A group of landless Hungarian peasants accept work as migrant-laborers on a farm in northern Germany where the wages are good, and the wives and family are allowed to accompany them. Though it is in the midst of World War II, they are relatively well-off. However, they glimpse the treatment accorded to POWs and others who are not so gently treated, and at the conclusion of the year’s harvest, they choose to return to Hungary and are quickly swept up in the tides of war. This film is part of a series of films by award-winning, well-respected director Zoltan Fabri who devoted much time and effort chronicling the struggle against fascism.
Tag Archives: Hungarian
Oda az igazság / So Much for Justice! (2010) Miklós Jancsó, Daniel Olbrychski, Kornél Mundruczó, György Cserhalmi, History
Concerning the Mátyás era in Hungarian history, during the reign of Matthias Corvinus, the film focuses on three eras of the king’s life: the young Mátyás fights for the throne, the older Mátyás as king, and the fate of the royal crown and the royal heir after his death.
Egri csillagok / Stars of Eger (1968) Zoltán Várkonyi, Imre Sinkovits, György Bárdy, István Kovács, History, Romance, War
Throughout the second half of the twentieth century, several European countries this super-productions made epic in which important events in their national history, the struggles against the Ottoman Empire were narrated. In the case of Hungary, this film based on one of the most famous books in Hungarian literature, “Stars of Eger” by Géza Gárdonyi, is the most representative.
Isten hozta örnagy úr / The Toth Family (1969) Zoltán Fábri, Zoltán Latinovits, Imre Sinkovits, Márta Fónay, Comedy, Drama
The Tót family resides in Northern Hungary. The couple has a daughter and a son, the latter a member of the armed forces. When his weary major is ordered to take a vacation, the son talks him into a visit to his family home. Comedy endues when the Tót’s go overboard trying to make things pleasant for the visiting major in hopes of an easier life for their son the soldier.
Banned for over a decade for its outspoken criticism of the post-WWII communist regime in Hungary, Péter Bacsó’s ‘The Witness’ has since then achieved unparalleled cult status in its native land. Known as the best satire about communism, ‘The Witness’ has become a cult classic, which was also well received by critics and general audiences alike when it was finally released outside of Hungary. Its candid and realistic portrayal of the incompetent communist regime has earned great acclaim for both the director and the film itself when it was shown at Cannes Film Festival in 1981. ‘The Witness’ takes place during the height of the Rákosi Era, which was closely modeled after the ruthless and brutal Stalin regime. The film follows the life of an ordinary dike keeper, József Pelikán, who has been caught for illegally slaughtering his pig, Dezsõ. Instead of doing hard time for his “heinous” crime, Pelikán is elevated into an important position, generally reserved for the communist elite.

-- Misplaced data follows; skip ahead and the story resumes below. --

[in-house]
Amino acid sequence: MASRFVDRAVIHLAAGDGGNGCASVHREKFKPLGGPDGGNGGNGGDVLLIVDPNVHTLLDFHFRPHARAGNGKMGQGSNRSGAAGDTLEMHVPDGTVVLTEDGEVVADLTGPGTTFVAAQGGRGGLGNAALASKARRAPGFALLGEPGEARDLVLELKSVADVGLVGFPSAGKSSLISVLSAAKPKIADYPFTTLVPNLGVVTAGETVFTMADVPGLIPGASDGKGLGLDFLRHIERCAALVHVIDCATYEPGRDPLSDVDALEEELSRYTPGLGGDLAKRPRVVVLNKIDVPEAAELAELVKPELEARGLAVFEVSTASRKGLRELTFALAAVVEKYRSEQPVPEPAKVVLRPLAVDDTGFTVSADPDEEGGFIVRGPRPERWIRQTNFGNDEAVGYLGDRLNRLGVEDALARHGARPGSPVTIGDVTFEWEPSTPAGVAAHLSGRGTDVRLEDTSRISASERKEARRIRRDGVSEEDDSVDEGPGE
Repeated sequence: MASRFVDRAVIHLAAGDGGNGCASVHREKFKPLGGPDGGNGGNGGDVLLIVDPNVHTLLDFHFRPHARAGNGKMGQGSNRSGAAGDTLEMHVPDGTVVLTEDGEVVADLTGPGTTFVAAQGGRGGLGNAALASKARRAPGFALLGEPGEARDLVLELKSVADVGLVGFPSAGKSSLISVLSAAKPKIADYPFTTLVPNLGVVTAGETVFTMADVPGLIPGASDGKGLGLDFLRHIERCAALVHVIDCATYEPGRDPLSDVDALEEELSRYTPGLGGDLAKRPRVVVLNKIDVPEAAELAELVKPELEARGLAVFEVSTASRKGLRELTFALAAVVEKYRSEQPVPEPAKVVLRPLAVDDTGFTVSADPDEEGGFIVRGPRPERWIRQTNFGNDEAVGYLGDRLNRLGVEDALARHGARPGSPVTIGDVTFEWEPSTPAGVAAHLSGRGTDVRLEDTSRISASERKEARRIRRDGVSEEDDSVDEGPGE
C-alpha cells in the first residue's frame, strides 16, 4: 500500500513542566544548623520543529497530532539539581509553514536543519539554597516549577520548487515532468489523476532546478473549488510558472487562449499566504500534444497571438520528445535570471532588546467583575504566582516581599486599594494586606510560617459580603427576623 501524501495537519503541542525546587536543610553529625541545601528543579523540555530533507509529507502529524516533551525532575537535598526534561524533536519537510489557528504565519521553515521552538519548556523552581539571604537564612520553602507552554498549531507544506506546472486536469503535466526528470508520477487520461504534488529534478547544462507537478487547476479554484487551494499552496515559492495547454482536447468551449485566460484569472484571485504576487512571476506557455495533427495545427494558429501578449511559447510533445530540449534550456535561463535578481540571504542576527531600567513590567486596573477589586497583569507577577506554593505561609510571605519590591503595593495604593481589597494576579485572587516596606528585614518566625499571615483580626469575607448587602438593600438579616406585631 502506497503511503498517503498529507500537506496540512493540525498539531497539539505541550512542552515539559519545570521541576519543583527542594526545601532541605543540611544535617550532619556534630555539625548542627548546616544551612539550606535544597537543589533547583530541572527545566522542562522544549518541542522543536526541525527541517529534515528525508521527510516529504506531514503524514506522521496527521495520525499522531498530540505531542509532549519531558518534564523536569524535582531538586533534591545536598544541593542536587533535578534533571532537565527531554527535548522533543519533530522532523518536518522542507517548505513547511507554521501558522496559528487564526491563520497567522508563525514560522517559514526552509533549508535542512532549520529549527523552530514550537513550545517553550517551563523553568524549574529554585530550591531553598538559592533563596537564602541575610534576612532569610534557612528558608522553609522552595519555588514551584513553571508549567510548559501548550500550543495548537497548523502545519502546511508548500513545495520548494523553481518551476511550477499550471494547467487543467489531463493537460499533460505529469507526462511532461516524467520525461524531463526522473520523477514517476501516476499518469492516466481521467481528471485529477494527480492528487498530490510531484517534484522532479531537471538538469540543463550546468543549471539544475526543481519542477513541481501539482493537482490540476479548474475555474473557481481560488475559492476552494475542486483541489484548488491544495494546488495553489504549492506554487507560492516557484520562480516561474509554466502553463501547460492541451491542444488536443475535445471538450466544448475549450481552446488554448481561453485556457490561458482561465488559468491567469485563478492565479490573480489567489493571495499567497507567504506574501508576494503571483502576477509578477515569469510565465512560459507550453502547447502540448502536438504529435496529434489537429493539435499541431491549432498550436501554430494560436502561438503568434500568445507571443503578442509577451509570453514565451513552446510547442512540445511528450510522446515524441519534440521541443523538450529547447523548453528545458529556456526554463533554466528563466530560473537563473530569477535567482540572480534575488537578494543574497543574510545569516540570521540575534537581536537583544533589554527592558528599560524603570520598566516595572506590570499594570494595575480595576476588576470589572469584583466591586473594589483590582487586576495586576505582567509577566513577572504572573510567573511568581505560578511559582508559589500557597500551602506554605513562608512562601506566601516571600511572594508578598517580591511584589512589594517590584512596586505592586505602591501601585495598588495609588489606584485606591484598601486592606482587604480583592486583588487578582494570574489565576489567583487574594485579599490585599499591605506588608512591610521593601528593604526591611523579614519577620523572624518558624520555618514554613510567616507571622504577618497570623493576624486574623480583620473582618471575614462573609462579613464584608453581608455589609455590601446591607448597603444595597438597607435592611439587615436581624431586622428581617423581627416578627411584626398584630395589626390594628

Szabadesés / Free Fall (2014) György Pálfi, Piroska Molnár, Miklós Benedek, Tamás Jordán, Comedy, Drama
Seven floors, seven identically built apartments yet completely different worlds. Seven situations, seven different stories that are nevertheless tied together by thousand strings. They are absurd, often times mysterious mocking glasses of reality as we know it. Like images of an exhibition, these stories are authentic per se, created in different styles and genres, thus told in different ways. It is exactly this diversity that organizes these stories into one peculiar tale.
During WW2 Hungarian resistance hides a married couple from the officials. The woman is sent to act as the wife of one of the resistance members who is also in hiding and pretending to be somebody else. They slowly begin to fall in love.
Magyar rapszódia / Hungarian Rhapsody (1979) Miklós Jancsó, György Cserhalmi, Lajos Balázsovits, Gábor Koncz, Drama, History
This liturgical-surrealistic parable evokes the model-like events of the second decade of the century as reflected by the inner spiritual transformation of István Zsadányi, inspired by the figure of Endre Bajcsy-Zsilinszky. The young Zsadányi brothers of licentious habits kill the peasant leader András Baksa because he had humiliated their father. The fiercely nationalist István fights through World War I and in the following era of White Terror becomes a racist detachment officer and a Member of Parliament. After a lost battle, ridden by visions, he has his most devoted followers butchered. A mystical and fanatic love of freedom and the land turns him gradually to the common people. He leaves for the Baksa farm to face the son of the murdered old Baksa and the fate that awaits him.